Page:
Posts in Synth Sounds
Porches Synth Sounds

Porches is the synth pop project of Aaron Maine, a New York musician with a clear penchant for retro synth sounds. He released 3 albums under the Porches name to date, the most recent being 2018’s The House. This album, along with 2016’s The Pool, was recorded in Maine’s apartment home studio. The two main synths he uses for most of his sounds are a Roland Juno-106 and a Yamaha DX7, two classic synths from the 80s era. Additionally, his home studio also has a DSI Prophet 08 and a Roland D-50, as well as a Roland R-8 and AIRA TR-8 for drum machines. For live shows, Porches leave the vintage synths at home, instead using a Novation Bass Station and Yamaha Reface DX for live synths.

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Solange Synth Sounds

Solange recently released her fourth studio album, When I Come Home, following up the highly acclaimed A Seat at the Table. The new album is still rooted deeply in R&B and soul, but features a more electronic and psychedelic vibe, with modern trap influences also playing a part. Synths are at the forefront of her new sound, being used prominently on several songs such as Way to the Show and Almeda. The album features a diverse cast of collaborators, including Tyler, the Creator, Sampha, Panda Bear, Pharrell, and Dev Hynes aka Blood Orange. In this article I’ll look at some of the synth heavy tracks from When I Come Home, and discuss how to create the synth patches using several software synths.

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Homeshake Synth Sounds, Part Two

Homeshake is the project of Peter Sagar, a chilled synthpop musical artist from Montreal, Canada. I previously looked at how he creates his sound in my article HOMESHAKE Synth Sounds, where I concentrated on songs from 2017’s Fresh Air and 2015’s Midnight Snack. He has since released a new album, entitled Helium, which continues Sagar exploration of R’n’B influences and takes the chilled out aspect of his music to new lengths of chill.

In a recent interview with Red Bull, Homeshake’s studio is shown to be centred around a Roland Juno-60, replacing his previously used Korg Poly-61, a Dave Smith Prophet 08 REV2, replacing his OG Prophet 08, and a brand new Elektron Analog Rytm MKII handling drum duties. Another key piece of gear that Hagar relies on is the Roland SP-404, which he used to use for drums, but still uses for processing his voice and triggering samples live.

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Unknown Mortal Orchestra Synth Sounds

Unknown Mortal Orchestra is the project of Ruban Nielson, a New Zealand born musician who records and produces from his Portland basement studio. The band have a unique character, mixing 70s influences such as Bowie and Prince with a distinctly vintage processed sound to create a soulful lo-fi vibe. Nielson played everything on UMO’s debut album, but on subsequent releases he has collaborated with his brother Kody Nielson and longtime bassist Jacob Portrait.

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Blood Orange Synth Sounds

Blood Orange is the project of British musician Devonté Hynes, a fusion of 80s tinged electronica and R&B. Hynes sound is warm and full of nostalgia, and he has a talent for catchy hooks and grooves. With Blood Orange, Hynes sings, plays guitar, bass, synth, piano, saxophone and drums, as well as undertaking production duties. He contributed the score to the 2013 film Palo Alto, and also wrote Sky Ferreira’s mega-hit Everything Is Embarrassing. Hynes appears to use a variety of synths in his performances, including the Korg Minilogue seen in the music video for Saint, and a Roland Juno-106 in his NPR Music Tiny Desk Concert. For all of the patches in the article I’ll use the synth TAL U-NO-LX, a software emulation of the Roland Juno synths. As always, you can download all the patches for free at the end of the article.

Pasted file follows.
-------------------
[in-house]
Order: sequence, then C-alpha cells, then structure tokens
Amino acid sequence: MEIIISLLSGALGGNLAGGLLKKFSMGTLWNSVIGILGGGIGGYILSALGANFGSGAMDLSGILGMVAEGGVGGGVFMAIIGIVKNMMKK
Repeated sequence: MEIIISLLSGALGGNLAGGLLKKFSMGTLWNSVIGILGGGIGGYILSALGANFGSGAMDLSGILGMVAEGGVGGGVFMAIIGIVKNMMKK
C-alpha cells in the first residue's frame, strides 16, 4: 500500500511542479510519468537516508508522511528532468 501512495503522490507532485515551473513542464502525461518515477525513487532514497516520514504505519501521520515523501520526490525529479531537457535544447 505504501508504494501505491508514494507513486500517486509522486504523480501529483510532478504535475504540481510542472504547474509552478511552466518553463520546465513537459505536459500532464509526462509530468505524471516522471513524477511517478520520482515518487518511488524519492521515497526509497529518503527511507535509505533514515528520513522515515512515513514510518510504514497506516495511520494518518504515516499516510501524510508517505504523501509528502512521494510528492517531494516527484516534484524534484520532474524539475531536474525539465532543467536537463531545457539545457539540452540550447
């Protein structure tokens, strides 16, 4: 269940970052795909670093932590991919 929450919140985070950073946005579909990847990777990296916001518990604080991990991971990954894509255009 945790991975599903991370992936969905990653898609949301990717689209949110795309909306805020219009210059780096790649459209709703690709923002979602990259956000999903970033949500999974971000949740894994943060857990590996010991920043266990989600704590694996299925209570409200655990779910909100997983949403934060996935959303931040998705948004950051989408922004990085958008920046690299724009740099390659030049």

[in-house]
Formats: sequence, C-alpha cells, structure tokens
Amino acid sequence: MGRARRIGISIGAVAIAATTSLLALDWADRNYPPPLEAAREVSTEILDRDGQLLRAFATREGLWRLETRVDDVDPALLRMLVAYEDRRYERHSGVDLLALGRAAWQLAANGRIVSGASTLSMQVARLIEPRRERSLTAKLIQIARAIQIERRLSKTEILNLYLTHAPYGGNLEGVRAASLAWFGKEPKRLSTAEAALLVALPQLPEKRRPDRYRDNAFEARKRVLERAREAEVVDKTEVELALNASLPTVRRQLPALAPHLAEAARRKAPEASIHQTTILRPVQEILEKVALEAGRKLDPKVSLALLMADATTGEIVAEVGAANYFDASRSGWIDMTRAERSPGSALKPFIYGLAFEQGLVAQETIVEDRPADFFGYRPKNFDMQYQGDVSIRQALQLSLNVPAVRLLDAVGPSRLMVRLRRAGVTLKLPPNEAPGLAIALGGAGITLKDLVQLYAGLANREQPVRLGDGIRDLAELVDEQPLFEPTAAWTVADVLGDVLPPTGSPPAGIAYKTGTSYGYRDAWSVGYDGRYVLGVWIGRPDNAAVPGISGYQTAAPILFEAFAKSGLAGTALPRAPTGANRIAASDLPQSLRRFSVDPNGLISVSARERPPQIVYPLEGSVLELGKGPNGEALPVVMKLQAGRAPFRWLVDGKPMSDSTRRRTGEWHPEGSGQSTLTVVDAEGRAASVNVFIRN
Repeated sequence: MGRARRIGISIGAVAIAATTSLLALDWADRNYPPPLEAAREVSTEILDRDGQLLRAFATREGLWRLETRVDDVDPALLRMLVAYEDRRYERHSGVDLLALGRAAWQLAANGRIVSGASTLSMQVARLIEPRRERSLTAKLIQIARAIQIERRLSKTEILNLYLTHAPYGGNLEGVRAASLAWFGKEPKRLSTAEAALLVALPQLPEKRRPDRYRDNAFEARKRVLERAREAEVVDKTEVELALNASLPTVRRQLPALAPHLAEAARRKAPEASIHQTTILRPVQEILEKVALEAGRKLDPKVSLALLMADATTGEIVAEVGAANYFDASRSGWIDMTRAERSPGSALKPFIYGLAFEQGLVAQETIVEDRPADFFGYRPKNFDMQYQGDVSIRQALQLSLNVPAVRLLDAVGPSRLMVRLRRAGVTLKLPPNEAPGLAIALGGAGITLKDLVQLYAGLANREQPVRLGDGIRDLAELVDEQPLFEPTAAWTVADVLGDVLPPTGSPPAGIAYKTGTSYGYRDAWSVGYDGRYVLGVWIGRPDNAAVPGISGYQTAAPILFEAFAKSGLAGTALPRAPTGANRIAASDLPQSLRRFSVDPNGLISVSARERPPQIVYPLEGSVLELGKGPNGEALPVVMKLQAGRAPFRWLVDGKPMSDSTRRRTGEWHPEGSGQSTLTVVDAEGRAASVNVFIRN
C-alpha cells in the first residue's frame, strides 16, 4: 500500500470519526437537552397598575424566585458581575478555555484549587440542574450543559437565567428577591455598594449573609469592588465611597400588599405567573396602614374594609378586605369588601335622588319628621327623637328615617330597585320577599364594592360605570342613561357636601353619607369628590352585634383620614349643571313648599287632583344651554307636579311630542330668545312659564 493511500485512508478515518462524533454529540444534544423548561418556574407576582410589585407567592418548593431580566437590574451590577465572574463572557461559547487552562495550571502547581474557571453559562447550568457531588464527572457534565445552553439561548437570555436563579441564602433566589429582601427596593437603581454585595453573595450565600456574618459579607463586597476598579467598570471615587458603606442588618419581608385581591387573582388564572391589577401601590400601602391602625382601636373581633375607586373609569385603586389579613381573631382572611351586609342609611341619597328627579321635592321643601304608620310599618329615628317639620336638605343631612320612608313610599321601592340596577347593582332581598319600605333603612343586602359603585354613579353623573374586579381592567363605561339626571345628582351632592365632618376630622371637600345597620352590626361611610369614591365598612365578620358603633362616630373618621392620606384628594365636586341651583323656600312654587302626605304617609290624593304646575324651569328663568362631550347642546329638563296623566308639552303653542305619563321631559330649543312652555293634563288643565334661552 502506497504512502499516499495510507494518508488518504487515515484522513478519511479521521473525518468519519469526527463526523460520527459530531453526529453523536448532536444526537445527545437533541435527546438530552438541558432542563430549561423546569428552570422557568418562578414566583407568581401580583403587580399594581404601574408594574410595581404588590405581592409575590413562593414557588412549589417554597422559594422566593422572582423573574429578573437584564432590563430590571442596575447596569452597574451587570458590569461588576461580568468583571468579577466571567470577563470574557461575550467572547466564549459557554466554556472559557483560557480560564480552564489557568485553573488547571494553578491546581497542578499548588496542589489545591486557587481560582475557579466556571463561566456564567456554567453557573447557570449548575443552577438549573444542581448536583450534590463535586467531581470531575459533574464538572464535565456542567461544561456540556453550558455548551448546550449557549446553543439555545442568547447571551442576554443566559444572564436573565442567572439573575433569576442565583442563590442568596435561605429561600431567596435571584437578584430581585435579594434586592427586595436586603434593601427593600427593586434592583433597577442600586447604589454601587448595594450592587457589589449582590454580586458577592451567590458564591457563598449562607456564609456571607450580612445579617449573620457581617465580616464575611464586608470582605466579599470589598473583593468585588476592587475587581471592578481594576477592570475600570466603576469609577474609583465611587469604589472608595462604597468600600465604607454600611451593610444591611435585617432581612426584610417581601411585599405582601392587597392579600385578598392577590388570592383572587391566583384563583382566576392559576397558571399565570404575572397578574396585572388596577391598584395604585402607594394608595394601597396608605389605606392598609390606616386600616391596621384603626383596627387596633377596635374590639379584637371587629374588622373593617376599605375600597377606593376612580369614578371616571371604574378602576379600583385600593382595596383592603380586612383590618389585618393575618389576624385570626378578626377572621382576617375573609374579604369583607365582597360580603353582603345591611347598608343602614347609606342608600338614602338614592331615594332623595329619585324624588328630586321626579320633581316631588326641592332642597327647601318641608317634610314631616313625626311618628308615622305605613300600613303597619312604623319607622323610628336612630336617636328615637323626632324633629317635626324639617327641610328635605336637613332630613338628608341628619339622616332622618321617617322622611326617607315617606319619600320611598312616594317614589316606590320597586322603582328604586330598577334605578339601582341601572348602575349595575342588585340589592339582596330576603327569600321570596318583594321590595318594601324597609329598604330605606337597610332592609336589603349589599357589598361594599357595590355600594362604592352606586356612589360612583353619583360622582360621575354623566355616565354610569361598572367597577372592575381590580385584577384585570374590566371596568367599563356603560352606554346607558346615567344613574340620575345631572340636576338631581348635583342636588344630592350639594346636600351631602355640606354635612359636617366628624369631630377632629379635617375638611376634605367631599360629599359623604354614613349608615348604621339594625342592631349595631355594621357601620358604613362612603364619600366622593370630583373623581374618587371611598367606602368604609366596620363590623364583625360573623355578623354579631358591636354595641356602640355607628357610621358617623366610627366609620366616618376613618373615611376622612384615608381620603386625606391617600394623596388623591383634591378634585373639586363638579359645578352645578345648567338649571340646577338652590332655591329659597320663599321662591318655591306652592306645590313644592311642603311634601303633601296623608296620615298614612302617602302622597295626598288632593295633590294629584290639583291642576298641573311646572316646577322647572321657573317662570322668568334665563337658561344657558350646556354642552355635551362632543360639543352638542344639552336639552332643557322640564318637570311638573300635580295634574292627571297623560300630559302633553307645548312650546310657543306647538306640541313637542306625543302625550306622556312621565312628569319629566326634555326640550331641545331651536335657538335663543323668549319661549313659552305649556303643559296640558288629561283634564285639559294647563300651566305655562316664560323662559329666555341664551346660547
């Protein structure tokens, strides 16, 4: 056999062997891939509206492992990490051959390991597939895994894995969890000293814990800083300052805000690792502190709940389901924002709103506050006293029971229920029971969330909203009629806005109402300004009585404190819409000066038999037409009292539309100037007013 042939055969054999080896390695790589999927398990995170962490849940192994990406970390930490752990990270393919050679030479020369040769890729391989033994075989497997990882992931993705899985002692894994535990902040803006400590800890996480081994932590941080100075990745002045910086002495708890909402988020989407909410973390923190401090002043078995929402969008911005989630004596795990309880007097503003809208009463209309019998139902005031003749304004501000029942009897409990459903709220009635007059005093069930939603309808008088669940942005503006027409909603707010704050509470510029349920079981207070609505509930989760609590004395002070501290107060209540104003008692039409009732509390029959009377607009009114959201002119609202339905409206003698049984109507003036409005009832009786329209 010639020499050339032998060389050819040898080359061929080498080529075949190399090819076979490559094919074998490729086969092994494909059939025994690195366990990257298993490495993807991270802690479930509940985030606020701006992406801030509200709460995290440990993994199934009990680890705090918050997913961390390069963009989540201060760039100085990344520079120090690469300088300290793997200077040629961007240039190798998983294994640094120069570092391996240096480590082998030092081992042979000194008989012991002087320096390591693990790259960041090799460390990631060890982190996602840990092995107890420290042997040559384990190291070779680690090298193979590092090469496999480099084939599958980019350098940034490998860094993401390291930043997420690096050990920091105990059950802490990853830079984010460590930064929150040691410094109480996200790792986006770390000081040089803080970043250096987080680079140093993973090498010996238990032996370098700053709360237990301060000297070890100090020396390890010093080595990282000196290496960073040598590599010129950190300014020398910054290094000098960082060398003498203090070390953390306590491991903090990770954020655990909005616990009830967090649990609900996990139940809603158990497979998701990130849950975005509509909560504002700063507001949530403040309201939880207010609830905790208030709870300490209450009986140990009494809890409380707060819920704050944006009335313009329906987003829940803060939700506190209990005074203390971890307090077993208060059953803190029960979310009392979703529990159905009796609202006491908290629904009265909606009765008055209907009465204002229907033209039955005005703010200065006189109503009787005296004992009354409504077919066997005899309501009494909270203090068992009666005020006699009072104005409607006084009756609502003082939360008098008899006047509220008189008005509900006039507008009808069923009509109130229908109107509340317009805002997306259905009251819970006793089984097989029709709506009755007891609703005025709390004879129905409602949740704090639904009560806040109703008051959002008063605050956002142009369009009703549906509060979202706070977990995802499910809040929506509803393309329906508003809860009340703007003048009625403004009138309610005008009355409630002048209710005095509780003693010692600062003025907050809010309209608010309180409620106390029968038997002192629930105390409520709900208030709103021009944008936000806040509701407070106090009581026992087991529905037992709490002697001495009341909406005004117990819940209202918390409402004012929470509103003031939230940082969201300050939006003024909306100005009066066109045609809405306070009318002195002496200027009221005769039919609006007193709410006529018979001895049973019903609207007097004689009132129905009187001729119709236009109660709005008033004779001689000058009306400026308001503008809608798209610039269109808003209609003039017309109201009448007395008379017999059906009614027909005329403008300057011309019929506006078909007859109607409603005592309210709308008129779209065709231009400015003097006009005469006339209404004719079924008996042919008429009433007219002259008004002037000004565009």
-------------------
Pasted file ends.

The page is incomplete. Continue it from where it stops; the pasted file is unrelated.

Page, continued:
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Tyler, the Creator Synth Sounds

Tyler, the Creator, real name Tyler Gregory Okonma, is a rapper and producer with a unique, alternative take on hip-hop. Tyler produces all the music on his releases, and he has also co-produced on releases by Frank Ocean, Earl Sweatshirt and Mac Miller. His style incorporates samples less than his peers, and he frequently uses synthesizers and electric pianos to accompany his unique, often aggressive vocal delivery. A photo of Tyler’s room posted on his Instagram page in 2015 shows a Roland Juno-6, JX-8P and Microkorg in his collection; he has also mentioned owning a Yamaha DX7 in a 2018 interview. He is a co-founder of the alternative hip-hop collective Odd Future, and he also creates album covers and merchandise designs.

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Com Truise Synth Sounds

Com Truise is the alias of Seth Haley, a synthwave musician and self-styled synth nerd. His unique brand of synthwave has been alternately labelled mid-fi synthwave, slow-motion funk, and chillwave. His sound is complex and synth heavy, with a focussed production bringing together layers of woozy synths, sharp rhythms and huge, snappy drums. He has released three albums, with the most recent being 2017’s Iteration. Seth has an enviable collection of synths, too many to accurately list. In interviews, he has expressed an affinity for Oberheim and Prophet synths, and he has toured with a Juno-106, DSI Mopho and most recently the DSI OB-6.

Although Haley’s music appears complicated upon first listen, and while some of his music does rely on complex patterns, the sound design element is quite simple. He favours detuned patches with a filter envelope, and tends to run his sounds though chorus and rhythmic delay effects to create his signature sound. In this article I’ll focus on some of his core sounds and production tricks. Although Haley is obviously passionate about hardware synths, he’s no stranger to using software. I’ll use the Arturia range of synths and Soundtoys effects plugins throughout the article. Haley has mentioned using both, and at the end of the article I’ll try to compile the interviews where he talks about gear. Enjoy the walkthroughs, and make sure to download the free patches at the end of the article!